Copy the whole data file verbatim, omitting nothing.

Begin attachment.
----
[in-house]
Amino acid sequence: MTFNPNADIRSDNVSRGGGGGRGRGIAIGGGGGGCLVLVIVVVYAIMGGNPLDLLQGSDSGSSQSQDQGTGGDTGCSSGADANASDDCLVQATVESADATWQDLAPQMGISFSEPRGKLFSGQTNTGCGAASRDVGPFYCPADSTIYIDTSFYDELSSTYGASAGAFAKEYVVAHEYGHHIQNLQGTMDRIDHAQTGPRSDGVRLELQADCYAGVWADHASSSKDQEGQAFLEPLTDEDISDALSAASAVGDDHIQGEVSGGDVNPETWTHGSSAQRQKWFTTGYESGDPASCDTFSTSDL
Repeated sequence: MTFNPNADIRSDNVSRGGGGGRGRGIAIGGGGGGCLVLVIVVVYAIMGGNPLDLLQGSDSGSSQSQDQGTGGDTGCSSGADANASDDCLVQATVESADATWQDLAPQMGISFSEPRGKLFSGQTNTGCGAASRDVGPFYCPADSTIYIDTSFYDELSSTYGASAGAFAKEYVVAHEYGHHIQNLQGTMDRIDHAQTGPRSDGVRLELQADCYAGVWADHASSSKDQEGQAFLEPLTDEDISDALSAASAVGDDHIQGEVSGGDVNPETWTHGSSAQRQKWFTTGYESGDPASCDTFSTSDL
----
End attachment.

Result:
[in-house]
Amino acid sequence: MTFNPNADIRSDNVSRGGGGGRGRGIAIGGGGGGCLVLVIVVVYAIMGGNPLDLLQGSDSGSSQSQDQGTGGDTGCSSGADANASDDCLVQATVESADATWQDLAPQMGISFSEPRGKLFSGQTNTGCGAASRDVGPFYCPADSTIYIDTSFYDELSSTYGASAGAFAKEYVVAHEYGHHIQNLQGTMDRIDHAQTGPRSDGVRLELQADCYAGVWADHASSSKDQEGQAFLEPLTDEDISDALSAASAVGDDHIQGEVSGGDVNPETWTHGSSAQRQKWFTTGYESGDPASCDTFSTSDL
Repeated sequence: MTFNPNADIRSDNVSRGGGGGRGRGIAIGGGGGGCLVLVIVVVYAIMGGNPLDLLQGSDSGSSQSQDQGTGGDTGCSSGADANASDDCLVQATVESADATWQDLAPQMGISFSEPRGKLFSGQTNTGCGAASRDVGPFYCPADSTIYIDTSFYDELSSTYGASAGAFAKEYVVAHEYGHHIQNLQGTMDRIDHAQTGPRSDGVRLELQADCYAGVWADHASSSKDQEGQAFLEPLTDEDISDALSAASAVGDDHIQGEVSGGDVNPETWTHGSSAQRQKWFTTGYESGDPASCDTFSTSDL